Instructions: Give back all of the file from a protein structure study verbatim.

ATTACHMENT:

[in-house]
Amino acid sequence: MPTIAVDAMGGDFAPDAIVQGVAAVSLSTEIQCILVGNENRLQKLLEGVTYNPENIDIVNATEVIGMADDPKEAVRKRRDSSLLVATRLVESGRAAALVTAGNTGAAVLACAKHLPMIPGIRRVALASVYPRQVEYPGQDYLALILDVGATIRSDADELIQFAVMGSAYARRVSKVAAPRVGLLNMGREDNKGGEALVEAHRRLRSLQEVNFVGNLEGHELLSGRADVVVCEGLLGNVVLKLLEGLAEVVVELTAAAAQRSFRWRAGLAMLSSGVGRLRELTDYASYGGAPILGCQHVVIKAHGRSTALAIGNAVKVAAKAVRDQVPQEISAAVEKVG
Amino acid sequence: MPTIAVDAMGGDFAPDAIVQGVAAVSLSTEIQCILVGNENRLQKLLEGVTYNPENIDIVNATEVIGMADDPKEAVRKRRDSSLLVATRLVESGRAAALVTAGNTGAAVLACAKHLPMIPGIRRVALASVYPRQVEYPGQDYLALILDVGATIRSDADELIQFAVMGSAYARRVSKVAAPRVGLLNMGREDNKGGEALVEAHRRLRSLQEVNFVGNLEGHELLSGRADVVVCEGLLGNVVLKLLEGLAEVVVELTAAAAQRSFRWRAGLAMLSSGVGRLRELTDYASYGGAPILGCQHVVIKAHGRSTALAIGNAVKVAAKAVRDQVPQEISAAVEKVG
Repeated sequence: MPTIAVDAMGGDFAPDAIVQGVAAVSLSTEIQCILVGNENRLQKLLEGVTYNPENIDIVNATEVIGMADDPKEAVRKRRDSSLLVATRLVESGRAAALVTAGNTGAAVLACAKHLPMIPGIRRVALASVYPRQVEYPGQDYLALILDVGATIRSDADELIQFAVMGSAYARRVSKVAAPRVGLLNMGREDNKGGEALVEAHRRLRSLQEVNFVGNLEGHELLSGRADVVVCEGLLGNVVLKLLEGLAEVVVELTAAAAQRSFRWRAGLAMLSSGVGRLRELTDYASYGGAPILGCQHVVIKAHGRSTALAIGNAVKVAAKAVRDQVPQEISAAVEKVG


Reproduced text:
[in-house]
Amino acid sequence: MPTIAVDAMGGDFAPDAIVQGVAAVSLSTEIQCILVGNENRLQKLLEGVTYNPENIDIVNATEVIGMADDPKEAVRKRRDSSLLVATRLVESGRAAALVTAGNTGAAVLACAKHLPMIPGIRRVALASVYPRQVEYPGQDYLALILDVGATIRSDADELIQFAVMGSAYARRVSKVAAPRVGLLNMGREDNKGGEALVEAHRRLRSLQEVNFVGNLEGHELLSGRADVVVCEGLLGNVVLKLLEGLAEVVVELTAAAAQRSFRWRAGLAMLSSGVGRLRELTDYASYGGAPILGCQHVVIKAHGRSTALAIGNAVKVAAKAVRDQVPQEISAAVEKVG
Amino acid sequence: MPTIAVDAMGGDFAPDAIVQGVAAVSLSTEIQCILVGNENRLQKLLEGVTYNPENIDIVNATEVIGMADDPKEAVRKRRDSSLLVATRLVESGRAAALVTAGNTGAAVLACAKHLPMIPGIRRVALASVYPRQVEYPGQDYLALILDVGATIRSDADELIQFAVMGSAYARRVSKVAAPRVGLLNMGREDNKGGEALVEAHRRLRSLQEVNFVGNLEGHELLSGRADVVVCEGLLGNVVLKLLEGLAEVVVELTAAAAQRSFRWRAGLAMLSSGVGRLRELTDYASYGGAPILGCQHVVIKAHGRSTALAIGNAVKVAAKAVRDQVPQEISAAVEKVG
Repeated sequence: MPTIAVDAMGGDFAPDAIVQGVAAVSLSTEIQCILVGNENRLQKLLEGVTYNPENIDIVNATEVIGMADDPKEAVRKRRDSSLLVATRLVESGRAAALVTAGNTGAAVLACAKHLPMIPGIRRVALASVYPRQVEYPGQDYLALILDVGATIRSDADELIQFAVMGSAYARRVSKVAAPRVGLLNMGREDNKGGEALVEAHRRLRSLQEVNFVGNLEGHELLSGRADVVVCEGLLGNVVLKLLEGLAEVVVELTAAAAQRSFRWRAGLAMLSSGVGRLRELTDYASYGGAPILGCQHVVIKAHGRSTALAIGNAVKVAAKAVRDQVPQEISAAVEKVG